Do you feel incomplete without your daily morning coffee?
On days that you skip it your tired self thinks: ‘if only I got up five minutes earlier’. Because if you did, you would’ve had that cappuccino you now so desperately crave.
You may be use to saying: ‘sorry, I haven’t had my coffee yet!’ as your go-to excuse for being tired or irritable at work. A co-worker might even remind you it’s time to go on your break (meaning it’s time to spend that $4 on coffee), because neither of you are feeling alert enough.
In extreme cases, you may even get an actual headache if you skip a coffee break or two.
Sounds dramatic, right?
Well, it’s actually not. If this sounds anything like you, then sorry sweetie, you might have some caffeine dependency issues.
As caffeine addictions have become so common and symptom-causing, caffeine withdrawal is now officially diagnosable. Before you freak out, I’ll explain what a caffeine addiction encapsulates so you know when to spot it. Caffeine — an actual drug — has the power to greatly affect our brain and our performance levels. Acting as a stimulant, when consumed it makes us feel more alert and therefore less tired. Due to this, the parts of the nervous system that caffeine targets leave us craving more in order to regain that sensation. This is where the dependency factors can lead to symptoms if we stop consuming it altogether.
What are these side effects, you ask?
Almost every coffee addict experiences no less than two symptoms during their withdrawal phase (some of which can last for over a week!).
According to the DSM-5, the official diagnostic manual for diagnosing mental illnesses, if we consume too much caffeine, and then suddenly we stop, our body can go into withdrawal mode. In this state, we can experience throbbing headaches, changes in mood, difficulty with concentration and fatigue like symptoms. Some people even get so addicted, they feel flu like side effects such as aches, pains and nausea. Even vomiting in extreme cases of withdrawal. In others, cravings and increased hunger levels can also occur. The symptoms themselves generally happen within twelve to twenty-four hours after not having your daily caffeine hit.
No wonder the DSM-5 has picked up caffeine withdrawal as a genuine illness.
So how is it treated?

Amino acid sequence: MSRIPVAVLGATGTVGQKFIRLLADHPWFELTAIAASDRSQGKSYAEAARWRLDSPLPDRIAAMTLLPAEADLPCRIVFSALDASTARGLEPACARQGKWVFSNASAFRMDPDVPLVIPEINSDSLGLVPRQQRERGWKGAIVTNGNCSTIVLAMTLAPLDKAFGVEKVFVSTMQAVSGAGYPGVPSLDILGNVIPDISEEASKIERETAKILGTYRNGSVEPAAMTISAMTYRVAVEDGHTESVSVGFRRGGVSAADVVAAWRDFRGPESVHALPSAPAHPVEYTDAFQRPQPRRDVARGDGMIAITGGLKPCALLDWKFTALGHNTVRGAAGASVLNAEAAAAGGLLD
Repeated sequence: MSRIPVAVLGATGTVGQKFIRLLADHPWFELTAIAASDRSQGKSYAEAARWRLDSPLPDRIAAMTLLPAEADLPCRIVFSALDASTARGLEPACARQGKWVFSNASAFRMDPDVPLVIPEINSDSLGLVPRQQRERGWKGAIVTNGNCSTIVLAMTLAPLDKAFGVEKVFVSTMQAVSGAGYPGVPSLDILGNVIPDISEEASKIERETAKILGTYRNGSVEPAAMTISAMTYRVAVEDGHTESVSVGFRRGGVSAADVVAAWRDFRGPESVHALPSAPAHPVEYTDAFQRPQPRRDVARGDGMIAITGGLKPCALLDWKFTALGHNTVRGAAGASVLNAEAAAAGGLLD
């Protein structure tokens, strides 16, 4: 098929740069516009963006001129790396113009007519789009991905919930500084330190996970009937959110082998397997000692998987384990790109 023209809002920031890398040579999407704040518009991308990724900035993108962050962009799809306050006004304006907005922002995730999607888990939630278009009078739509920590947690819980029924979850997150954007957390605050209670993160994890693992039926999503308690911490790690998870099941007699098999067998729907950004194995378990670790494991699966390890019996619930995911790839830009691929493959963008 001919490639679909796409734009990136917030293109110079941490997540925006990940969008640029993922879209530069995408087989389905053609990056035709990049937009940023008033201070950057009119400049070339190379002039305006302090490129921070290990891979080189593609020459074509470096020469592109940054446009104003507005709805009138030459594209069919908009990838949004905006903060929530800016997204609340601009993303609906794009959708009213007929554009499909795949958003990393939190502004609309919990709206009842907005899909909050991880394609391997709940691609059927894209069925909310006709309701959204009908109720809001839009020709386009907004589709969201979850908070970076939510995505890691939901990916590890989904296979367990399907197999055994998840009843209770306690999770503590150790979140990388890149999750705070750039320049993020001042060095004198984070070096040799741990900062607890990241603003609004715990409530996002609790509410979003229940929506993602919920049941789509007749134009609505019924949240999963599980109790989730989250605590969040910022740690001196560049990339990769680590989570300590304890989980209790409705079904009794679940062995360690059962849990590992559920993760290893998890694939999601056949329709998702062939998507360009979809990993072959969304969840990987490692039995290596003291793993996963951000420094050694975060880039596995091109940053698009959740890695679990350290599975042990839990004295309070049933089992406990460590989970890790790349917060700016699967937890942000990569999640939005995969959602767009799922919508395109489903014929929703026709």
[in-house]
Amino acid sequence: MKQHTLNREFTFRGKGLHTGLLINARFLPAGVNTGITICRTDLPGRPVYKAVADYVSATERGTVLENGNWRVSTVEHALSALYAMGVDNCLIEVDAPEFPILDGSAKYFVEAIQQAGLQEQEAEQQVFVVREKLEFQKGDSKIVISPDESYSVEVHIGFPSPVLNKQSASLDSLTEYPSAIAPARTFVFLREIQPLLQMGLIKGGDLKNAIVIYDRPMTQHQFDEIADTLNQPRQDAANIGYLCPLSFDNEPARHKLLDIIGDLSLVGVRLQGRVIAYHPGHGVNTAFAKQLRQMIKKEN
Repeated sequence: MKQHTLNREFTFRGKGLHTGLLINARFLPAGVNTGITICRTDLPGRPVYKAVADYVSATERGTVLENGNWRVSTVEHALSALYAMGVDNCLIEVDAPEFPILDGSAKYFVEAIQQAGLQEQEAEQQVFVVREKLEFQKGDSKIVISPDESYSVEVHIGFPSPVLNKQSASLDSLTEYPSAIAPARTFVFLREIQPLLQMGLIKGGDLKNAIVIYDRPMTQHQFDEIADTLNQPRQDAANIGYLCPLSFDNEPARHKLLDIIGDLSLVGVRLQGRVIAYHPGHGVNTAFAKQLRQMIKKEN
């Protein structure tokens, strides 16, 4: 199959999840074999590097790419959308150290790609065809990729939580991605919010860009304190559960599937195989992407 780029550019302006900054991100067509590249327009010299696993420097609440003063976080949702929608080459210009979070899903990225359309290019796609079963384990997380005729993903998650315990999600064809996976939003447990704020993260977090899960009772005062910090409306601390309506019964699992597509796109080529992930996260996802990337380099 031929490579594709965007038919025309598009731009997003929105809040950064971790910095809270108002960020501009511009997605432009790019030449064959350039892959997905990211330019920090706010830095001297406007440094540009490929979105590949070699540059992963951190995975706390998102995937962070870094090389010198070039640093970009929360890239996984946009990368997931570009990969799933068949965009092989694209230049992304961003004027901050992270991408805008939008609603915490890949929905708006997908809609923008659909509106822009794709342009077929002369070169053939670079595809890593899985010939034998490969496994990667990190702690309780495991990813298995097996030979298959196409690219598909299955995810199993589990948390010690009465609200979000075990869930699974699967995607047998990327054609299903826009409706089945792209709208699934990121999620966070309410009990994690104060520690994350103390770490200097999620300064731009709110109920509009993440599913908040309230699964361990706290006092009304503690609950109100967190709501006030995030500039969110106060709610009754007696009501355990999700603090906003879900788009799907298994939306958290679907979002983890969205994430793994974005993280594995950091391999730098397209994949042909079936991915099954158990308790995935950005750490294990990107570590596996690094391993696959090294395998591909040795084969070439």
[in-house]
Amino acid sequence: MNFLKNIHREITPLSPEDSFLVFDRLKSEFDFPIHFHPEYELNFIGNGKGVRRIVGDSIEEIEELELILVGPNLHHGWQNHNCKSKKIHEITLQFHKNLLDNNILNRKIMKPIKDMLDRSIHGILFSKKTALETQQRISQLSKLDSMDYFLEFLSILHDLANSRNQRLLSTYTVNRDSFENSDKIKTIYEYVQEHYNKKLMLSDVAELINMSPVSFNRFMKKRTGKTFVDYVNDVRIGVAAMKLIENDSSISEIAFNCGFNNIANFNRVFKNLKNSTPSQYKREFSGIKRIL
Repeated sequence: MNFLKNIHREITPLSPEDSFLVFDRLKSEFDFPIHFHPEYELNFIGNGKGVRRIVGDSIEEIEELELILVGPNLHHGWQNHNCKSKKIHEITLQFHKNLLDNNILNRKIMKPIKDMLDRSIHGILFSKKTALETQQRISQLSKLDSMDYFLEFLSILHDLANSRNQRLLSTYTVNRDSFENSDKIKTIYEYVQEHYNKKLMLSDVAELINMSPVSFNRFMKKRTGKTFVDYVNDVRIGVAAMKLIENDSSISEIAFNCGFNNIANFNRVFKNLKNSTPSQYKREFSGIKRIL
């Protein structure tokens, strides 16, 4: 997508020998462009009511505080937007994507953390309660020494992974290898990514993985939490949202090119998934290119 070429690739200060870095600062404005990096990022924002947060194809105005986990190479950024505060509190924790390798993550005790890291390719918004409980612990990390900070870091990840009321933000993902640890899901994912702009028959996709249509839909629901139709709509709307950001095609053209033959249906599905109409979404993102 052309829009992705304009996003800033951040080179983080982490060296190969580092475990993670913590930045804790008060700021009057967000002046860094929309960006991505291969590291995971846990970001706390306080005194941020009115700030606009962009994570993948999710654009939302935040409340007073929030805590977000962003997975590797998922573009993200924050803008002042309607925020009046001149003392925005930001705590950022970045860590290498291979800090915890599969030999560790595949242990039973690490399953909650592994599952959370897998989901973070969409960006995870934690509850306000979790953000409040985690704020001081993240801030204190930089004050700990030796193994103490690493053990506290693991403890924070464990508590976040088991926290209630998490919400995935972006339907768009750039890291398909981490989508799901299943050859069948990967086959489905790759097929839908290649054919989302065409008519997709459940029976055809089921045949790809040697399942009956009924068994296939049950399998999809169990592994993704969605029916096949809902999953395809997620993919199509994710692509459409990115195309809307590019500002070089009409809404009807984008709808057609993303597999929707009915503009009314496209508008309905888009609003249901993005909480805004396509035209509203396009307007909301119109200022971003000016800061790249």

Despite the health benefits of drinking coffee, and the fact that some studies say 4 cups of coffee a day is good for you, it’s never a good sign when you become so addicted to something that withdrawal from not having it hurts. This is especially true for pregnant women, or ill patients who may be told by their doctor to cut down.
If you haven’t been told by your doctor for external health reasons to ‘quit,’ then of course getting your daily coffee fix in order to eliminate these symptoms is the easy way out of withdrawal. However, if you want to eliminate the chance of experiencing withdrawal in the future, the medically advised way is easing coffee out of your daily routine.
I know it’s such a sad thought for my fellow coffee enthusiasts. But let me tell you: slow and steady minimisation is the recommended way to beat a caffeine addiction. While doing so, low intensity workouts, such as yoga, are known to help out with some of the withdrawal side effects such as tiredness and achiness.
Don’t get me wrong… By no means am I saying study approved recommendations are incorrect. Nor am I suggesting we should all cut out coffee from our day to day life, if we don’t actually need to. As each individual is different in their tolerance and consumption of coffee, the ‘addiction’ level (and therefore the solution) is assessable on a case by case basis. In fact, casual coffee drinkers might not feel many (or any) symptoms at all when they don’t consume it.
But, if you’re part of the population that may have a genuine caffeine addiction (I’m talking about an obvious addiction to coffee consumption, partnered with withdrawal systems), then I’m sorry to say — you might classify as an actual caffeine addict, and it might be time to re-evaluate your beverage consumption.